Our Body’s Response to Pain

Pain Science

Pain will activate several systems to get you away from a painful stimulus including:

-Sympathetic nervous system
-Motor system
-Endocrine system
-Pain Production system
-Immune system

The sympathetic nervous system, which can be stimulated by pain, primes your big muscles for you in a fight or flight situation. This muscle priming can lead to muscles such as the hamstrings and upper trapezius getting tight and cause muscle imbalance. In this case, the small stabilizing muscles will then become inhibited leading to potential instability. One way to combat this is through the use of diaphragmatic breathing, which will stimulate the phrenic nerve to DECREASE sympathetic activity (fight or flight mode) and INCREASE parasympathetic activity (rest and digest mode) which will allow for cell nourishment and tissue healing.

Pain Is Not Tissue Damage! and Painkillers 

If you aren’t experiencing pain, it means that any changes in tissue are not perceived to be a threat by your brain. However, that does not necessarily mean there is no tissue damage! There are many people who have endured extreme injuries and are asymptomatic. Conversely, there are people who have minor tissue changes who perceive a significant amount of pain. To summarize this point, pain is not directly correlated to a certain amount of tissue damage. Here are some examples to show that point:

-A minor finger injury will cause more pain in a professional violinist than a professional dancer because finger damage poses a greater threat to the violinist.
-A painful stimulus will hurt more if you are told it is hot than if you are told it is cold. Similarly, if you pair a painful stimulus with red light it will hurt more than if the stimulus were paired with a green or blue light.
-Unexplained and ongoing pain due to insidious injuries increases the threat of further pain. Simply knowing that pain is normal after surgery can cause a smaller amount of analgesics or painkillers to be required.

Speaking of painkillers…

Your body has natural painkillers (including endorphins, enkephlins, and seratonin) that some argue are stronger than over the counter NSAIDS. The opposite of endogenous is exogenous painkillers like the ones that you need a prescription for such as morphine/codeine. The amount of endogenous painkillers that your brain releases is correlated to your emotional state. If you are in a positive emotional state, your brain will release an increased number of natural painkillers. An example of this is if LeBron James tweaks his neck during the 4th quarter of an important game. He’s in a positive emotional state trying to get the win, so his brain will release a large number of endogenous painkillers, making him not feel the pain. Conversely, if Joe Schmoe tweaks his neck while doing menial tasks in his cubicle at a job that he doesn’t like, putting him in a negative emotional state, his brain will not release as many endogenous painkillers and he will experience more pain, despite incurring the same injury as LeBron.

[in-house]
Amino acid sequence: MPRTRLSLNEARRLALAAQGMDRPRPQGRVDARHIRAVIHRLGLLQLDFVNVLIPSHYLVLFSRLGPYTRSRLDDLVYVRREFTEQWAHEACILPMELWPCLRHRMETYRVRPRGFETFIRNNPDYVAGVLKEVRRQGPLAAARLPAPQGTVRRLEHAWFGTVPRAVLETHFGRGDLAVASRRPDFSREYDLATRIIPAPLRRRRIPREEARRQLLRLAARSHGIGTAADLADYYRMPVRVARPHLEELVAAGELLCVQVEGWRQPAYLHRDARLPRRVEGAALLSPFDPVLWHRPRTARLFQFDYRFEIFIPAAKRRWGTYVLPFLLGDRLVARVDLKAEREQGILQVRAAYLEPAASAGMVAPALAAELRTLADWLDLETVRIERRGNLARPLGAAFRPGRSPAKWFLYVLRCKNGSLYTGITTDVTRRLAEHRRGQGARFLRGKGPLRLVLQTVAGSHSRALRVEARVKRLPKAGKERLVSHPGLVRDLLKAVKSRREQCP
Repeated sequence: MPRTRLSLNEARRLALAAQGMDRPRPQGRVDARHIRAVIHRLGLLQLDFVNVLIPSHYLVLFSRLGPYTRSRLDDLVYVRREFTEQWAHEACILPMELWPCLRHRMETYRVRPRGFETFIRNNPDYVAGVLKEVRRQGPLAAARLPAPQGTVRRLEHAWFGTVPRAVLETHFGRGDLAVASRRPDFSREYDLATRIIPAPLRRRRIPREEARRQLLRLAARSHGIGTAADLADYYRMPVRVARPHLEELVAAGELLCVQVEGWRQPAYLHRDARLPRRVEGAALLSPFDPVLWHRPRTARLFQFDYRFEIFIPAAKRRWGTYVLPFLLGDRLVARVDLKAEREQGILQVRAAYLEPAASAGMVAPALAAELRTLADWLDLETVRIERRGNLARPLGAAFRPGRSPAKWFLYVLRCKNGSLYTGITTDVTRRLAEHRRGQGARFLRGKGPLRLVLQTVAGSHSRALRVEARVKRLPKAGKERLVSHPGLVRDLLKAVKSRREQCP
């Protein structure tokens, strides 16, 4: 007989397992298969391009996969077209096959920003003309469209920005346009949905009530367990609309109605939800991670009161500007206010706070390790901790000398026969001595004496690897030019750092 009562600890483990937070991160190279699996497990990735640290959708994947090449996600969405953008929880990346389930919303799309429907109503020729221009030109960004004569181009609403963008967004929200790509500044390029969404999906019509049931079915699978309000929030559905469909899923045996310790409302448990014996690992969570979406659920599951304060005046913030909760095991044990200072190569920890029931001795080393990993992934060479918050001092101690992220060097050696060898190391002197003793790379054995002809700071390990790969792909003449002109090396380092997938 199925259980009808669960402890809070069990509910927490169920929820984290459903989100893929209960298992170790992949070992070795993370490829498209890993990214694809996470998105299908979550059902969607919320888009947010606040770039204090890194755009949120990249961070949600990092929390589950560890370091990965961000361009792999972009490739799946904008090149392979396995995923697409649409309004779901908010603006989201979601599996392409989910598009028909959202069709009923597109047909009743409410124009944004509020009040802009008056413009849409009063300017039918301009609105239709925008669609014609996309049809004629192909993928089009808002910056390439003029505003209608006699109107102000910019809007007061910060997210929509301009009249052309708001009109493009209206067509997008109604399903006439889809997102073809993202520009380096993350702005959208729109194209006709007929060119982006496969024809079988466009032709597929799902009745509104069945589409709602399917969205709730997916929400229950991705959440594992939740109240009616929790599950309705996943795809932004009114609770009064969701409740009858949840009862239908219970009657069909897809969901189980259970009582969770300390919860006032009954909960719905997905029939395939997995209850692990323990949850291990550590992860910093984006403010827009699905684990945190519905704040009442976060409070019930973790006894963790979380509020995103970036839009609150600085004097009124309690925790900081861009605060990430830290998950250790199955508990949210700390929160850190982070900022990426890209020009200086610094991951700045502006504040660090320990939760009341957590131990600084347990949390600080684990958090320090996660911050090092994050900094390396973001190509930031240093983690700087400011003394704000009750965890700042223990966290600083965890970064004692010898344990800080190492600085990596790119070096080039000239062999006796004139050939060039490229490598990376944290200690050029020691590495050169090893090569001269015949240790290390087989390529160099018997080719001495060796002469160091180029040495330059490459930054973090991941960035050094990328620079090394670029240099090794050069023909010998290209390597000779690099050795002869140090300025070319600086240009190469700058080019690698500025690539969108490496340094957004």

While both LeBron and Joe sustained the same neck injury, Joe released fewer natural painkillers because of his emotional state. #ItIsInTheBrain

The Tissue Healing Timeline

Pain Science

When pain is associated with tissue damage, there is typically a predictable healing time frame. This time frame is dependent on two things: 1) the blood supply available to the tissue and 2) the tissue’s requirement of blood. For example muscle, skin, and bone have good blood supply, and generally, recover quickly. However, tendons, ligaments, and discs have poor blood supply, causing them to have a longer recovery period.

Pain is not a measure of how well the tissue is healing, but rather a measure of the need to protect the tissue. For this reason, pain may be diminished before the tissue has completely healed.

It has been shown in several cadaveric studies that some patients had nerve impingement, but experienced no pain while they were alive. The most probable reasoning behind this is that the nerve impingement came on gradually over time, such that the brain felt like there was no danger at the tissue.

Pain doesn’t accurately represent the present condition of your tissue. If your pain persists longer than the time it takes for the tissues to heal, then increases in pain are far less likely to relate to the tissue as depicted in this picture. This is because the threshold for this pain signal has been lowered and the issue may no longer be at the tissue! In this case, you may need to train the brain to improve your symptoms. Stay tuned for the next couple of posts to understand how you can train your brain!


 Different Pain Sources: Peripheral Nociceptive vs. Peripheral Neurogenic vs. Central

Pain can come from multiple sources. I go into detail about some of those sources below.Pain Science

Peripheral nociceptive pain, aka “issues in the tissues,” stems from inflammation, ischemia, or free nerve endings. Physical therapists are able to identify the anatomical pain source and cause of this pain. Pain here is predictable relative to the tissue damage that is present. Both the tissue itself and the pain will heal following typical inflammatory responses.